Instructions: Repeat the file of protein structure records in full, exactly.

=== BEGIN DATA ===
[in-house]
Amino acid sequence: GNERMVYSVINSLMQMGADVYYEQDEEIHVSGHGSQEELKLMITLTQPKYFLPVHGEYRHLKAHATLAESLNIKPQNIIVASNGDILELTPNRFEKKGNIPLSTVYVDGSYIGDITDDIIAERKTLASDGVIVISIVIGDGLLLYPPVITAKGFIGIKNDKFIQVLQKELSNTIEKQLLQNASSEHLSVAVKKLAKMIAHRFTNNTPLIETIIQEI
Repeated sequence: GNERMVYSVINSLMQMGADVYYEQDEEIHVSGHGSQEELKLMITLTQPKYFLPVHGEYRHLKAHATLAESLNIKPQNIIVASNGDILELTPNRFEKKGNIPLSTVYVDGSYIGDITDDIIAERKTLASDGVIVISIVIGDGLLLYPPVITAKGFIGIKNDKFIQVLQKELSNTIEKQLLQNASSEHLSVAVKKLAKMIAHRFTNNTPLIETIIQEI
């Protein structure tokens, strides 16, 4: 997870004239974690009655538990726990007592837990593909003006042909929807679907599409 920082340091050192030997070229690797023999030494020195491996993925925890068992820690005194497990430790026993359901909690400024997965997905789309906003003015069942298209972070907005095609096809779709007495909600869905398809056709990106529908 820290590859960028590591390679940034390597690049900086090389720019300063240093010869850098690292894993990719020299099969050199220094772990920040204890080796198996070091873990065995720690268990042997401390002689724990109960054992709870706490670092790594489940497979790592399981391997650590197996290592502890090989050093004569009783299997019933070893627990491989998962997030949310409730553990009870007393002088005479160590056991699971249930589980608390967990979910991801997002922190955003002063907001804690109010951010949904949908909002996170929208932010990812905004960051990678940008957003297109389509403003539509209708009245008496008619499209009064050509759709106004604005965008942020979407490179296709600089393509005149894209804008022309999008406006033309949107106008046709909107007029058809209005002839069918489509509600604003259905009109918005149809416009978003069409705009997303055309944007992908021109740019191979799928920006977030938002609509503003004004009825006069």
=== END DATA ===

[in-house]
Amino acid sequence: GNERMVYSVINSLMQMGADVYYEQDEEIHVSGHGSQEELKLMITLTQPKYFLPVHGEYRHLKAHATLAESLNIKPQNIIVASNGDILELTPNRFEKKGNIPLSTVYVDGSYIGDITDDIIAERKTLASDGVIVISIVIGDGLLLYPPVITAKGFIGIKNDKFIQVLQKELSNTIEKQLLQNASSEHLSVAVKKLAKMIAHRFTNNTPLIETIIQEI
Repeated sequence: GNERMVYSVINSLMQMGADVYYEQDEEIHVSGHGSQEELKLMITLTQPKYFLPVHGEYRHLKAHATLAESLNIKPQNIIVASNGDILELTPNRFEKKGNIPLSTVYVDGSYIGDITDDIIAERKTLASDGVIVISIVIGDGLLLYPPVITAKGFIGIKNDKFIQVLQKELSNTIEKQLLQNASSEHLSVAVKKLAKMIAHRFTNNTPLIETIIQEI
């Protein structure tokens, strides 16, 4: 997870004239974690009655538990726990007592837990593909003006042909929807679907599409 920082340091050192030997070229690797023999030494020195491996993925925890068992820690005194497990430790026993359901909690400024997965997905789309906003003015069942298209972070907005095609096809779709007495909600869905398809056709990106529908 820290590859960028590591390679940034390597690049900086090389720019300063240093010869850098690292894993990719020299099969050199220094772990920040204890080796198996070091873990065995720690268990042997401390002689724990109960054992709870706490670092790594489940497979790592399981391997650590197996290592502890090989050093004569009783299997019933070893627990491989998962997030949310409730553990009870007393002088005479160590056991699971249930589980608390967990979910991801997002922190955003002063907001804690109010951010949904949908909002996170929208932010990812905004960051990678940008957003297109389509403003539509209708009245008496008619499209009064050509759709106004604005965008942020979407490179296709600089393509005149894209804008022309999008406006033309949107106008046709909107007029058809209005002839069918489509509600604003259905009109918005149809416009978003069409705009997303055309944007992908021109740019191979799928920006977030938002609509503003004004009825006069």